A practitioner reports being told by a member of LSC staff that her client’s means had to be aggregated with her significant other’s because ‘they were serious about each other and called each other “partner”‘, even though they were not living together (and never had).
That’s not exactly what it says in the Community Legal Service (Financial) Regulations 2000. The interpretation section states:
“partner” except in the expression “partner in a business” means a person with whom the person concerned lives as a couple, and includes a person with whom the person concerned is not currently living but from whom he is not living separate and apart.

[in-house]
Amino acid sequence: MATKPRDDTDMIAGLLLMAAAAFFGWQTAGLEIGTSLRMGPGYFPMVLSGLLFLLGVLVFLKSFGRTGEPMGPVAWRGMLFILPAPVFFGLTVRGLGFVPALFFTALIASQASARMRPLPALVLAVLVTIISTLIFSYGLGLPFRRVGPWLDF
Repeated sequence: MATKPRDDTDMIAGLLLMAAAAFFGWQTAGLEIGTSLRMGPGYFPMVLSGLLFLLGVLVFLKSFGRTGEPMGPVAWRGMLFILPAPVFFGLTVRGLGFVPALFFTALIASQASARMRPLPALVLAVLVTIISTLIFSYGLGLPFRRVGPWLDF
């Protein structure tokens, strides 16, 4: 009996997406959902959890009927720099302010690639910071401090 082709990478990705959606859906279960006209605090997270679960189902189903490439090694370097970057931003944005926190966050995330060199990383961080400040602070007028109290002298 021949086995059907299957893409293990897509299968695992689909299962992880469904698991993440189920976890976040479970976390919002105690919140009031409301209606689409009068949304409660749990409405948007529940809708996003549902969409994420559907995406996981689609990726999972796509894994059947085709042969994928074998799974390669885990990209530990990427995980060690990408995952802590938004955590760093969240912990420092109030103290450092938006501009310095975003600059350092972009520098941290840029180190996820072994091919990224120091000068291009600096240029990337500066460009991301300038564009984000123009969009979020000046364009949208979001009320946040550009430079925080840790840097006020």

I agree that the concept of being a couple when two people are ‘separate and apart’ can be tricky. Guidance can be found in LSC Manual vol 2, part F, para 4.2. Examples given are where you would aggregate means are where the couple are prevented from living together by circumstances, e.g. one of them is in prison. It also suggests that with unmarried couples (or those not in a civil partnership), you would expect to see some pooling of financial resources.